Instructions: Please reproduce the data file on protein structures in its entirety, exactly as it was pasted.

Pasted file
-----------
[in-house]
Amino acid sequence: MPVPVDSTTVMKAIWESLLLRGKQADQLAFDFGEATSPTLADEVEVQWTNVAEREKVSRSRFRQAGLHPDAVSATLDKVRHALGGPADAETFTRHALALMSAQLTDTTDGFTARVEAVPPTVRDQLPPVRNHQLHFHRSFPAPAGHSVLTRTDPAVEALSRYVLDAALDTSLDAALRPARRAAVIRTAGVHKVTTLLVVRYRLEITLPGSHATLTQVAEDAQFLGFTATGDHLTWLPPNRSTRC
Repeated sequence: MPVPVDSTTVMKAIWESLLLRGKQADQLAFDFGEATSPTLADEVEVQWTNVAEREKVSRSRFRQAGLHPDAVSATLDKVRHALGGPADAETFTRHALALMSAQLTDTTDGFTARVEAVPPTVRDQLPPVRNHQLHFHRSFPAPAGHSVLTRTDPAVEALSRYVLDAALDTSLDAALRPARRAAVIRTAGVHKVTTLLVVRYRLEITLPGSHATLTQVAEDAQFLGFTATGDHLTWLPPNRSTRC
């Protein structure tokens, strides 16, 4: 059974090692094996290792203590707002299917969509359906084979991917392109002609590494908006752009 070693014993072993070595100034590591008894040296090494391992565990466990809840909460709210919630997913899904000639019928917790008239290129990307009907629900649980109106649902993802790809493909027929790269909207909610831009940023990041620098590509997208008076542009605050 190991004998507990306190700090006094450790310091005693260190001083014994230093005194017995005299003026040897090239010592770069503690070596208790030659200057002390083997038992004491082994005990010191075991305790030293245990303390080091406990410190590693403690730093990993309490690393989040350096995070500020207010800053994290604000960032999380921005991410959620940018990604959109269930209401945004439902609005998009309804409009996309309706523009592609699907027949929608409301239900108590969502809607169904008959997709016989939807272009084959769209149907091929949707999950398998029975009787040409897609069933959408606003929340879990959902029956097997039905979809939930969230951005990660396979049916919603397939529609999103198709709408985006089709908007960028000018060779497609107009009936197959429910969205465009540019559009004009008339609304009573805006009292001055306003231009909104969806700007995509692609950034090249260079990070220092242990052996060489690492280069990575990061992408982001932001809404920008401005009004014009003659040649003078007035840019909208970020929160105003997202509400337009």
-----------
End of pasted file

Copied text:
[in-house]
Amino acid sequence: MPVPVDSTTVMKAIWESLLLRGKQADQLAFDFGEATSPTLADEVEVQWTNVAEREKVSRSRFRQAGLHPDAVSATLDKVRHALGGPADAETFTRHALALMSAQLTDTTDGFTARVEAVPPTVRDQLPPVRNHQLHFHRSFPAPAGHSVLTRTDPAVEALSRYVLDAALDTSLDAALRPARRAAVIRTAGVHKVTTLLVVRYRLEITLPGSHATLTQVAEDAQFLGFTATGDHLTWLPPNRSTRC
Repeated sequence: MPVPVDSTTVMKAIWESLLLRGKQADQLAFDFGEATSPTLADEVEVQWTNVAEREKVSRSRFRQAGLHPDAVSATLDKVRHALGGPADAETFTRHALALMSAQLTDTTDGFTARVEAVPPTVRDQLPPVRNHQLHFHRSFPAPAGHSVLTRTDPAVEALSRYVLDAALDTSLDAALRPARRAAVIRTAGVHKVTTLLVVRYRLEITLPGSHATLTQVAEDAQFLGFTATGDHLTWLPPNRSTRC
């Protein structure tokens, strides 16, 4: 059974090692094996290792203590707002299917969509359906084979991917392109002609590494908006752009 070693014993072993070595100034590591008894040296090494391992565990466990809840909460709210919630997913899904000639019928917790008239290129990307009907629900649980109106649902993802790809493909027929790269909207909610831009940023990041620098590509997208008076542009605050 190991004998507990306190700090006094450790310091005693260190001083014994230093005194017995005299003026040897090239010592770069503690070596208790030659200057002390083997038992004491082994005990010191075991305790030293245990303390080091406990410190590693403690730093990993309490690393989040350096995070500020207010800053994290604000960032999380921005991410959620940018990604959109269930209401945004439902609005998009309804409009996309309706523009592609699907027949929608409301239900108590969502809607169904008959997709016989939807272009084959769209149907091929949707999950398998029975009787040409897609069933959408606003929340879990959902029956097997039905979809939930969230951005990660396979049916919603397939529609999103198709709408985006089709908007960028000018060779497609107009009936197959429910969205465009540019559009004009008339609304009573805006009292001055306003231009909104969806700007995509692609950034090249260079990070220092242990052996060489690492280069990575990061992408982001932001809404920008401005009004014009003659040649003078007035840019909208970020929160105003997202509400337009």